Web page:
horses field grazing
Updated: April 14, 2021

Effectively managed pastures are a great source of nutrition for grazing animals. A dense stand of vegetation in pastures also helps reduce soil and nutrient losses into nearby water sources. Bare or open spots in pastures are unproductive and allow for weed encroachment and soil erosion. Therefore, farm operators should also strive to maintain a pasture vegetative cover of at least 70%. Put simply, pasture vegetative cover is an estimate of the percentage of grasses, legumes like white and red clover, and weeds in a pasture compared to bare soil. Knowing the percent vegetative cover in each pasture will help you determine whether a pasture requires additional management practices or if it needs to be renovated. Learn how to estimate pasture vegetative cover using the simple and practical step-point method.

In the Mid-Atlantic region, the best time to estimate pasture vegetative cover is in mid-summer during July or in late fall during early November.

To get started, first mow or graze the pasture to a height of 3 to 4 inches. Next, make a small mark on the tip or side edge of a shoe or boot.

Print or prepare a form to record your results. Your form should include a table with 50 rows and 5 columns, with the columns labeled grass, legume, weed, soil, and other. Make sure to bring along a pencil or pen. A clipboard can also come in handy.

Walk through the pasture in a random zig-zag pattern stretching from one corner of the pasture to the other. Avoid walking through heavily trampled areas like near gates, waterers, laneways and feeders. Every 5 to 10 steps, stop walking. For smaller or larger pastures, you may need to adjust the number of steps you take between stops in order to cover the entire pasture. At each stop, look at what is underneath of the white mark on your shoe. It will fall directly on top of a grass, legume, weed or bare soil. On your results form, mark an "X" in the box corresponding to the step number and the type of pasture cover under the white mark. If the white mark falls on top of something other than plant or bare soil (e.g. rock, trash, or hay), mark the box labeled "other".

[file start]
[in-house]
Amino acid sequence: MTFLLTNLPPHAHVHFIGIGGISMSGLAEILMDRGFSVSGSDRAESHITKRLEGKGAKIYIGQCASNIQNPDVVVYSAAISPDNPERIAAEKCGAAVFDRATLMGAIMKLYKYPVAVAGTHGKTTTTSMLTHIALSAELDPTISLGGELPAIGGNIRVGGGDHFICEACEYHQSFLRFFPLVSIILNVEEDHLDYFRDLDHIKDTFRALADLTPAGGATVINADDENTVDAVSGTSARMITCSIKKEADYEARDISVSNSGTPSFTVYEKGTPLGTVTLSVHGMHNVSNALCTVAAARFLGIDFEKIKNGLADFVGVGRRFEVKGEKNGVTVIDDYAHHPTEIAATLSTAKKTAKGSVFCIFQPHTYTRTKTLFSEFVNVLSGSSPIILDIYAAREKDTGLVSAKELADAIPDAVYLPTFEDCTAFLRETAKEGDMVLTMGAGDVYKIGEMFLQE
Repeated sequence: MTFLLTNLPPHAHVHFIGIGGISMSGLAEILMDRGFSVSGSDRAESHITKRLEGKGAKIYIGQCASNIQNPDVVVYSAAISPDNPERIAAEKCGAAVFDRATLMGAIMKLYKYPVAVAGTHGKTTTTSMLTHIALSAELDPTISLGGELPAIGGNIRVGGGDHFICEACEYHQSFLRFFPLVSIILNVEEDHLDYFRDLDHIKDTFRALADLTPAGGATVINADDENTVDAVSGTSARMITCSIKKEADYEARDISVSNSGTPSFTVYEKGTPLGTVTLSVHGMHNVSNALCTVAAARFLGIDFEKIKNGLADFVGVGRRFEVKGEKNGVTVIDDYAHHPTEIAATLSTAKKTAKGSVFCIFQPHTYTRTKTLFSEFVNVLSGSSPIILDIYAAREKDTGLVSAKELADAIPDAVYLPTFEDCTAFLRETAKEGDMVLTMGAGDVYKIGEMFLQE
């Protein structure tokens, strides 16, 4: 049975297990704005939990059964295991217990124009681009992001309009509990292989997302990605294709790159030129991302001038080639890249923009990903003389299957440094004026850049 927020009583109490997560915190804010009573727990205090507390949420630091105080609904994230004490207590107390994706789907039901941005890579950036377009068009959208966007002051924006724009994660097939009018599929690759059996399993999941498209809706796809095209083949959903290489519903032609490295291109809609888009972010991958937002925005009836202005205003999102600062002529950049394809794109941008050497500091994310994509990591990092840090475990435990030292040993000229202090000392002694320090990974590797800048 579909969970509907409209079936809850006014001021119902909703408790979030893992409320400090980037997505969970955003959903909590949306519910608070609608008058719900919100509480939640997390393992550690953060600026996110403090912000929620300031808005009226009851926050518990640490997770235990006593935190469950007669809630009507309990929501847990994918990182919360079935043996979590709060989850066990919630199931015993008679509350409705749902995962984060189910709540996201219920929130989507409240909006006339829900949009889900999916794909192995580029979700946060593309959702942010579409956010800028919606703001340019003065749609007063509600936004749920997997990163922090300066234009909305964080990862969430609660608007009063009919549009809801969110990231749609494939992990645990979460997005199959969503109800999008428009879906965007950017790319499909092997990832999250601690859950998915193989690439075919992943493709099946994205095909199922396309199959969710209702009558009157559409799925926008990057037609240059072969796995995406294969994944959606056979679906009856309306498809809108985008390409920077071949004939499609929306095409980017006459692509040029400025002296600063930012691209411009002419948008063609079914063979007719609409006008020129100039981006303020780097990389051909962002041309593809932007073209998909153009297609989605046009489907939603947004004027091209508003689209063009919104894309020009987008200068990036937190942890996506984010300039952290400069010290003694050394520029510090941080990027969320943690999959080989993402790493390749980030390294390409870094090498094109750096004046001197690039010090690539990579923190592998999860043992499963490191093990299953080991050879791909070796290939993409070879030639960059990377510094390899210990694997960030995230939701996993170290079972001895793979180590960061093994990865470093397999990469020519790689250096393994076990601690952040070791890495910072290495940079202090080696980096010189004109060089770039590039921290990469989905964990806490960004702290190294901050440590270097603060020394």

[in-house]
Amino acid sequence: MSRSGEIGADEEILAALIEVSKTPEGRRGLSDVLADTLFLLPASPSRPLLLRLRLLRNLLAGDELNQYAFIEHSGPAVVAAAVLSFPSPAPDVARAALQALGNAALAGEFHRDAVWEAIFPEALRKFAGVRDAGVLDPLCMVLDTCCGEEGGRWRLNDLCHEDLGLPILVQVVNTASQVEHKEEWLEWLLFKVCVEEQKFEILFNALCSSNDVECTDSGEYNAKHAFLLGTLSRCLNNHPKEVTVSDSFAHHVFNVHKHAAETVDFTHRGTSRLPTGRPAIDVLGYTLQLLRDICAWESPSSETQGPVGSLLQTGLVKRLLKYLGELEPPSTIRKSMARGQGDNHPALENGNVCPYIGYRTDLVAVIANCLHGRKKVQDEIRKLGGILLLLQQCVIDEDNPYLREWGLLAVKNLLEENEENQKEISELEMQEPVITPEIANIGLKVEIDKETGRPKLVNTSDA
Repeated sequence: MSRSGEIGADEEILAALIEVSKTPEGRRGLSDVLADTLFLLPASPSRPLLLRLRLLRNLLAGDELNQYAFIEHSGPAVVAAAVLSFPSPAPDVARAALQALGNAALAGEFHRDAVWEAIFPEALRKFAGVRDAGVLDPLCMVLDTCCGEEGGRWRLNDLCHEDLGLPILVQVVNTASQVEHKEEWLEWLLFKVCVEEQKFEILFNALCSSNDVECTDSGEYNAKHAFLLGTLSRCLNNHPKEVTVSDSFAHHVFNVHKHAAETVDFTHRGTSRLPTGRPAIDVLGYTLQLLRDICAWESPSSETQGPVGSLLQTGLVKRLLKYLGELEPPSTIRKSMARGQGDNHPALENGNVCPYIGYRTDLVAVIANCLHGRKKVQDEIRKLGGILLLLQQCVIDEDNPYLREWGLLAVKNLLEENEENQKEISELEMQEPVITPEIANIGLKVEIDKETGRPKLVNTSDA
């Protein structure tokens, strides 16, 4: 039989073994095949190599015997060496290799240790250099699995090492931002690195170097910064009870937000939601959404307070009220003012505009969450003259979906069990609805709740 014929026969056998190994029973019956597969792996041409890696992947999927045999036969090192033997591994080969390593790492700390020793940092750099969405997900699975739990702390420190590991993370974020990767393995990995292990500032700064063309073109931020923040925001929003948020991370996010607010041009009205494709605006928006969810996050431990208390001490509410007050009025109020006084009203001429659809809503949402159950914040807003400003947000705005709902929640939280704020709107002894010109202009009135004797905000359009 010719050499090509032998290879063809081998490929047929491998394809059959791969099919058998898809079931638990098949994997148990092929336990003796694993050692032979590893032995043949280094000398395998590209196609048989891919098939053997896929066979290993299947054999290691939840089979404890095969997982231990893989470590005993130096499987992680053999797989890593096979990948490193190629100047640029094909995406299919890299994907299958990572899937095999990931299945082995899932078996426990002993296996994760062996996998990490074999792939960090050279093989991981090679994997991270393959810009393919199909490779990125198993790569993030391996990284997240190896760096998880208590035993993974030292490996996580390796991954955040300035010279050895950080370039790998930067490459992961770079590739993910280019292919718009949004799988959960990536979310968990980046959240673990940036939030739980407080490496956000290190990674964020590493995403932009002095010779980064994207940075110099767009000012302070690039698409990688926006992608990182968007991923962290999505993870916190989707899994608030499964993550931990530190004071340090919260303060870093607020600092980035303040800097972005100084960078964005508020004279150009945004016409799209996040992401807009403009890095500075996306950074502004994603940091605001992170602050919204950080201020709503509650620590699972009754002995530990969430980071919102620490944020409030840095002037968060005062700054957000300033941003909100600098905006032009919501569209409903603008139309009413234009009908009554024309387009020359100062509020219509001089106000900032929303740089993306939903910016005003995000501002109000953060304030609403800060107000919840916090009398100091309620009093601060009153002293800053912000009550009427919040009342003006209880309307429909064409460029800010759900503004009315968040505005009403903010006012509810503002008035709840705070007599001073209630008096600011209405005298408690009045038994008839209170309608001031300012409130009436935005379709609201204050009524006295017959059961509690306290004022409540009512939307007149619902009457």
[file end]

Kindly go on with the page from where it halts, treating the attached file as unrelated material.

Bare Soil





















After recording 50 stops, add up the number of X's for each pasture cover type and record that in a totals box at the bottom of the page. Calculate the percentage of pasture vegetative cover for each cover type by multiplying the number of X's in each column by 2. For example, if the white mark lands on top of a grass species 23 times out of a total of 50 stops, the percentage of grass in that pasture is 23 x 2 = 46 or 46 percent.

If your pasture contains more than 70% vegetative cover, you are doing a great job! You can continue to maintain your current level of pasture management practices and may only need to address weed control issues. If your pasture contains 50-70% vegetative cover, renovate the pasture through weed control and reseeding, and improve pasture management practices like soil testing, mowing, and fertilization. If your pasture contains less than 50% vegetative cover, you should consider killing off the existing forage with an herbicide and reestablishing the pasture with desirable grass or legume species.

You are now all set to estimate pasture vegetative cover on your farm using one of the easiest methods available.

Watch our video to see how it's done!